Politicians have a difficult road to travel. The average voter wants assurances from the candidate that they will behave in office in certain ways. For example, a prolife voter wants him to vote in opposition to abortion. A Second Amendment voter will want him to vote against gun control.
This causes the candidate to affirm his position for them, generally in strong terms. The stronger the better, and without reference to any specifics that might muddy the water. Pretty soon the candidate begins to look like a caricature.
Just like a cartoonist might draw Richard Nixon as having a big nose, or Barack Obama as having large ears, a politician’s platform begins to look like a caricature. Bernie Sanders appears to be a caricature of a socialist giving away your property to the less fortunate and Donald Trump embodies a caricature of conservative politics sitting atop his border fence with a shotgun on his hip, keeping out illegals but bringing back jobs.
These strong characterizations might be useful on Election Day, but it will always create disappointment after the election. Politicians must become real people sooner or later. Real people must negotiate, compromise, and choose when and where to draw the line on compromise. Without these skills we will continue to have deadlock in government.
I suggest voters take the first steps to break these stalemates by refusing to be aligned with the unwavering inhumanity of the political caricatures.
This past week, President Obama addressed the UN General Assembly. He spoke to several issues hoping make the world a better place. Notable among them was his plans for the world to come together and battle terrorism. Among his suggestions were guidelines to interrupt the flow of money to support terrorism. Specifically a plan to prevent citizens from one part of the world, funding subversive organizations in other parts.
On one front it looks like a great idea for our president to cooperate with the rest of the world. We like that he is showing leadership. But on the home front, I wonder why it is he has chosen to place blame on his opponents rather than to extend an olive branch of compromise? He has preferred to save his spirit of cooperation for the international scene.
The idea of laws being instituted over our country by the international community bothers me. Specifically as a Christian, who supports missionary work all around the world, I am concerned. You see the definition of terrorism is different from place to place, and miscommunication can be disastrous. On a side note, this is why a group like ISIS can think it is a good idea to publicly behead American citizens. They think they are saying to America, “Stay away from us.” They don’t know what we hear then saying is, “We need to be wiped off the face of the earth.” Miscommunication can be pretty extreme indeed.
In the future it seems very probable some locations will define the work of missionaries as terrorism. At that point, will every mission minded church in America be deemed guilty of supporting terrorist organizations or activities?
I suspect President Obama was hoping ObamaCare would be his legacy. I am beginning to agree with him.
I think it might well be a benefit to future generations if America learned the lessons of ObamaCare and never made those mistakes again. So for today’s post I am going to try to enumerate what I believe are the top three lessons we can learn from the disastrous legislation.
1) The idea big government can afford to pay for anything no matter how expensive is simply wrong. The costs may be hidden in the murky waters of a ballooning deficit, but not even government can afford to forever spend more than they bring in.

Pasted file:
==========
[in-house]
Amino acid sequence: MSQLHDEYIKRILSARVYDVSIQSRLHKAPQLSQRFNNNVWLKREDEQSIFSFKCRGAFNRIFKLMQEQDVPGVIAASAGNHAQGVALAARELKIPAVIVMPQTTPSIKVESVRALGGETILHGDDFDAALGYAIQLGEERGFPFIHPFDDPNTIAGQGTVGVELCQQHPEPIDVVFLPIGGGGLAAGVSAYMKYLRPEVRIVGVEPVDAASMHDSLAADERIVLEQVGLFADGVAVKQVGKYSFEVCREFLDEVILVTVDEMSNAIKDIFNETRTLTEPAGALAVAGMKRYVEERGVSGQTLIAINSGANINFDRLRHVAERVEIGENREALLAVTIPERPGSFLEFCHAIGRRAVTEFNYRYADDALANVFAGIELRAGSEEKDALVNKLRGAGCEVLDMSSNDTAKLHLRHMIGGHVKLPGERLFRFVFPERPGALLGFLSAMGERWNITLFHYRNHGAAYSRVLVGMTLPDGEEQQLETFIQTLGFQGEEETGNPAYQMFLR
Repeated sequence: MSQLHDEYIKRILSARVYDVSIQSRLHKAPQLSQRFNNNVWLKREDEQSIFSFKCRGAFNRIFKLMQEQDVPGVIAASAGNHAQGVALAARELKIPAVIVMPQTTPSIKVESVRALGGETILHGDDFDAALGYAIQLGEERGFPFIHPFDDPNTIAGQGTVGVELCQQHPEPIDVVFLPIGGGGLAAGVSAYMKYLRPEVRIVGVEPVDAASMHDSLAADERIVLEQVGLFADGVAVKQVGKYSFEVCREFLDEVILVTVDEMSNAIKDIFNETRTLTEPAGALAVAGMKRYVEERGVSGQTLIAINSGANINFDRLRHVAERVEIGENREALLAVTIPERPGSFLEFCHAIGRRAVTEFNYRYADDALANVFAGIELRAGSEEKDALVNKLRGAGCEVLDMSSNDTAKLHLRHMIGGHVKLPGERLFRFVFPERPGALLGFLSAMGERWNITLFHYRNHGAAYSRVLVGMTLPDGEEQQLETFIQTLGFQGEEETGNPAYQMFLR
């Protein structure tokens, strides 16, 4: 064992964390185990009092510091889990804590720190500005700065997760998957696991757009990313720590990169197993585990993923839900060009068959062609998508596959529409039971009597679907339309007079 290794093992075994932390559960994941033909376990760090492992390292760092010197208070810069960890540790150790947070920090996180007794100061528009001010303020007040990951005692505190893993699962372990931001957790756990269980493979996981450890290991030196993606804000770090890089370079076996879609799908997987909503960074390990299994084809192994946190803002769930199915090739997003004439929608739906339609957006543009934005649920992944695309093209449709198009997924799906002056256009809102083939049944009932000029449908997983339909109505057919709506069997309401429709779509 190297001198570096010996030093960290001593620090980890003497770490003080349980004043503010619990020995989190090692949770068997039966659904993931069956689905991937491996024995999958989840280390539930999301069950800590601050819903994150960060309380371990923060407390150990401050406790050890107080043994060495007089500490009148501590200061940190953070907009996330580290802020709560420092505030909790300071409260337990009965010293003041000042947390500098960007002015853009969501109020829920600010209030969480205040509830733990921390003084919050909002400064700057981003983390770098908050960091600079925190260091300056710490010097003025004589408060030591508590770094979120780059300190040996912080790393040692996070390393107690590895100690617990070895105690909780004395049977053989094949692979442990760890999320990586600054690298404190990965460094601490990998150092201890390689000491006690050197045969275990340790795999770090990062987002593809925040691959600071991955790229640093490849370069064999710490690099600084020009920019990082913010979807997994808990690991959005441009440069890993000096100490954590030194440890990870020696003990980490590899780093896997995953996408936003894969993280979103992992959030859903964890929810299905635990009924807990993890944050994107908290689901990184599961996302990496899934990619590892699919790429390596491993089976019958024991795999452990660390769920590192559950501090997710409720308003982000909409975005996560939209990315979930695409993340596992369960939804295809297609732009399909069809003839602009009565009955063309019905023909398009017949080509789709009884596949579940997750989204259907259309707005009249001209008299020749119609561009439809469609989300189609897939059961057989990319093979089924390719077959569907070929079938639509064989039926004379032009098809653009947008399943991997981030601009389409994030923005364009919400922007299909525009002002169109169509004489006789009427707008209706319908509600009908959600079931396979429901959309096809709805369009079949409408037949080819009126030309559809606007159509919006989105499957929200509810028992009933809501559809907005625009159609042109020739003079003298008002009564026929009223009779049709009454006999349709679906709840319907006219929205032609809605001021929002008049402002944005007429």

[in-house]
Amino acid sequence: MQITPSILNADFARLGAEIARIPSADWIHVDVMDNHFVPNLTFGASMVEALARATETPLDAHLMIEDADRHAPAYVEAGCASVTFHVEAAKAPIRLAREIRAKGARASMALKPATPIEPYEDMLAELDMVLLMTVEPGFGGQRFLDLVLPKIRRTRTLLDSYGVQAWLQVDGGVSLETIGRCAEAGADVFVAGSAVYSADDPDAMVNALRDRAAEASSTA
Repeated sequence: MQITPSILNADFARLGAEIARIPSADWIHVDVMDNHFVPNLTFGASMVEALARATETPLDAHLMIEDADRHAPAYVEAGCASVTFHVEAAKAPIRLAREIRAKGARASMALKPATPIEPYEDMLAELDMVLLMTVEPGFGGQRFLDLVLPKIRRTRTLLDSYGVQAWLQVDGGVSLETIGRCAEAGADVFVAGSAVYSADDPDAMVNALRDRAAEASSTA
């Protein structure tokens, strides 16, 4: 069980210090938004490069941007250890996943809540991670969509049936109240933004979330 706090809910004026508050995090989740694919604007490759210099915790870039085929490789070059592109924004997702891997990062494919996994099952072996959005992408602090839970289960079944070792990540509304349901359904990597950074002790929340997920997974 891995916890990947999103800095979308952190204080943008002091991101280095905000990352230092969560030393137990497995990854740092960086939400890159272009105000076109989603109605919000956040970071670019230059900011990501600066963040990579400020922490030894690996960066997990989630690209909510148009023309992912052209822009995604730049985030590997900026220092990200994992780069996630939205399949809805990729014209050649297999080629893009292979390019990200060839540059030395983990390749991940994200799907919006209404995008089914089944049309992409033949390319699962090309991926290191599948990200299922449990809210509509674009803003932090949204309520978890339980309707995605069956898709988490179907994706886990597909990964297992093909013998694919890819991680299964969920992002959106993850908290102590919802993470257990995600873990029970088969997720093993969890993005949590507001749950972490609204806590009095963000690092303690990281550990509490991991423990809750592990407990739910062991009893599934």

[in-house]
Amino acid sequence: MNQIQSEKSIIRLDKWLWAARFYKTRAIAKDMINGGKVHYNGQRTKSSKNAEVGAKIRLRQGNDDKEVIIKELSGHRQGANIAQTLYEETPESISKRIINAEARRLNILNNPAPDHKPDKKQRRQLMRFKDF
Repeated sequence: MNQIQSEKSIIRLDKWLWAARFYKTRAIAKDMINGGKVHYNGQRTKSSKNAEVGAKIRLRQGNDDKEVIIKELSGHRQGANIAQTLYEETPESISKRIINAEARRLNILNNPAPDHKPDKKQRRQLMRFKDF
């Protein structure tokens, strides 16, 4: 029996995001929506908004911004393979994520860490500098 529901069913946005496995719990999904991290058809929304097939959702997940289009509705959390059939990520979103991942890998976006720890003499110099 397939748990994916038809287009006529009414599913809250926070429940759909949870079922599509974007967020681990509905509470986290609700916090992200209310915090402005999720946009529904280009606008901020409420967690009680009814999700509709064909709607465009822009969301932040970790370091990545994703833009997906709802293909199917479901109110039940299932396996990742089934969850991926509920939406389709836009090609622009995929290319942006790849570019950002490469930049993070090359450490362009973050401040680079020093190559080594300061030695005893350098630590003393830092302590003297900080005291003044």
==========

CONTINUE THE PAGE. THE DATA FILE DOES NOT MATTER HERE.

2) Allowing legislation increasingly invasive control of how we live is a violation of freedom, which is probably the central point of American culture. Don’t legislate how I eat, don’t tell me I must abandon Biblical ethics, and don’t insist I have medical insurance.
3) The best use of freedom is to improve yourself and your life, therefore demonizing or punishing people who wish to be successful is nonsensical. A healthy economy requires both employees and employers. Punishing businesses and entrepreneurs with expensive and restrictive regulations is counter-productive.
Yesterday a friend brought me a copy of a local paper. The nation and world section was centered on a column from Associated Press titled, Dear voters, This is your fault.
The article then went on to blame the voters for electing a government that reflected the people, especially having a congress that was divided. They actually spoke as if this is a new situation. Can anyone tell me when there hasn’t been a division between Democrats and Republicans in office?
I found a quote from our president to be equally ludicrous. “If we disagree on something, we can move on and focus on the things we agree on, and get some stuff done.” Shouldn’t government work on policy in the areas they disagree on too? Haven’t other administrations successfully brought about just such compromise?
Apparently compromise is no longer a virtue in Washington. The president again managed to get a deal worked out which gave him everything he wanted. He gave no ground in return other than to say he might compromise on some future date, and in some way yet to be determined.
But take note I believe the votes are less to blame than the coverage in the press. The amount of relevant information they don’t bother researching and reporting, is appalling. No one has covered how it was decided what would be closed in the shutdown. They didn’t give us any real details of the compromise reached. Nor were details given as to what a default would look like. Nor did they report about different groups heading to Washington to protest these actions. America roared its disapproval, and media had better things to talk about.
Instead they put out a fluff piece telling us it’s all our fault.